I was here to help, but only by following her lead. As a first-time ultra pacer, I understood I had multiple jobs: psychological steward, provider of positivity, and cool-headed problem solver. The one thing I was warned against was pushing the pace. As a competitive marathoner who often paces under six minutes per mile, I’d assumed Zoë’s rhythm would feel slow, but it didn’t. An eleven-minute mile dropping over 500 feet should have felt easy, I figured, but awkward footing made me tired and unsure.
“Ouch!” She yelped.
“What was that?!” I asked in alarm.
“A rock hit my plantar. It happens sometimes in these shoes.” Another small thing in a series of so many small things. “It’s been tough from the jump,” she confessed. Her detached tone signaled a racer seasoned enough to expect and overcome misfortune, but still clearly annoyed. You can block out setbacks with intention, but little things add up.
I shared Zoë’s frustration. This meandering single track was far from technical, but the shadow play of bespeckled sunlight forced our pace upward.
“Ugh,” Zoë let out a half sigh in disgust. I’d missed her glance down at her wrist but caught the disappointment in her eyes as she cast them back upward from the bad news.
We were slow. And slowing.
As the setting sun continued to fall over the western canyon walls, long shadows reached across the cottonwood branches, and cool air settled into the eddies of the American River, as we struggled to find a solution for our declining pace.
“After Green Gate…”
“Once I get to Green Gate…”
“I’m hoping to make moves coming out of Green Gate, those final 20 miles.”
Everyone hopes to make late moves as others slow. Our issue was that Zoë’s legs wouldn’t allow it. To our horror, we were succumbing to the very misfortune we’d hoped others would experience.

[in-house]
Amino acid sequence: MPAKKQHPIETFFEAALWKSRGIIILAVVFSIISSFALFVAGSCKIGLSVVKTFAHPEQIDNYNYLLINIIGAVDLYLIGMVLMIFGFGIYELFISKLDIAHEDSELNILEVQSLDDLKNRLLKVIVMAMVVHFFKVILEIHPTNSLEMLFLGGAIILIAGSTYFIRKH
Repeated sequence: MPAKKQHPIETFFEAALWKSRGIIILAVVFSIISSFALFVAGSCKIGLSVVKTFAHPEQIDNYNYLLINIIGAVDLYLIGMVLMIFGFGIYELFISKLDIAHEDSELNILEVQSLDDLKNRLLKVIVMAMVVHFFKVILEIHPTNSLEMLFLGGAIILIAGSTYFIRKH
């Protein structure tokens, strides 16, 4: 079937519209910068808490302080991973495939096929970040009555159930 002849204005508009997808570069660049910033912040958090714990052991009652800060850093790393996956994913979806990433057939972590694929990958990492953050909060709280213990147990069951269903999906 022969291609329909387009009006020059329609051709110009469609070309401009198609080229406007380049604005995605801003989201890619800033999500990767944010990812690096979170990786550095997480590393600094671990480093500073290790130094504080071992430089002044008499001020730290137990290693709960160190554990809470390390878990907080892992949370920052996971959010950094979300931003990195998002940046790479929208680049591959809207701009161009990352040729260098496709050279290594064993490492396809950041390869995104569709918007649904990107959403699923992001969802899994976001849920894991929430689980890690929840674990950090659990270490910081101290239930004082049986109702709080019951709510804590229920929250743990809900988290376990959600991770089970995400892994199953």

Western States demands such acceptance in the sine wave cycle of spirit, that a racer will stumble forward, blurry in one eye and blistered on both feet, favoring one Achilles, while repeating the mantra: This is just a low point, it’ll pass.
Find a solution. Continue on.
But the energy within our shared distortion field was growing turbulent, even as Zoë remarkably continued to ingest a gel every 15 minutes. Then the cycle of her emotions began spinning faster.
“Dammit!” she muttered below her breath. “All that heat training! So many trips to the gym! And the mountain days!” Her list of training successes, previously reasons to believe, was souring.
That’s the double edge of expectation - when so much is possible, disappointment can hit twice as hard. From the InsideTracker blood tests confirming she was prepared, to her coach reinforcing that she deserved to play on the professional stage, how is an athlete to process as it all slips away mid-race?
“David has invested so much in me!” Her voice cracked with gratitude for her coach. My chest tightened and a pit lodged in my throat as it occurred to me what I was witnessing. “I wanted to do well for him.”
She voiced a core endurance truth: none of us rise to these heights alone.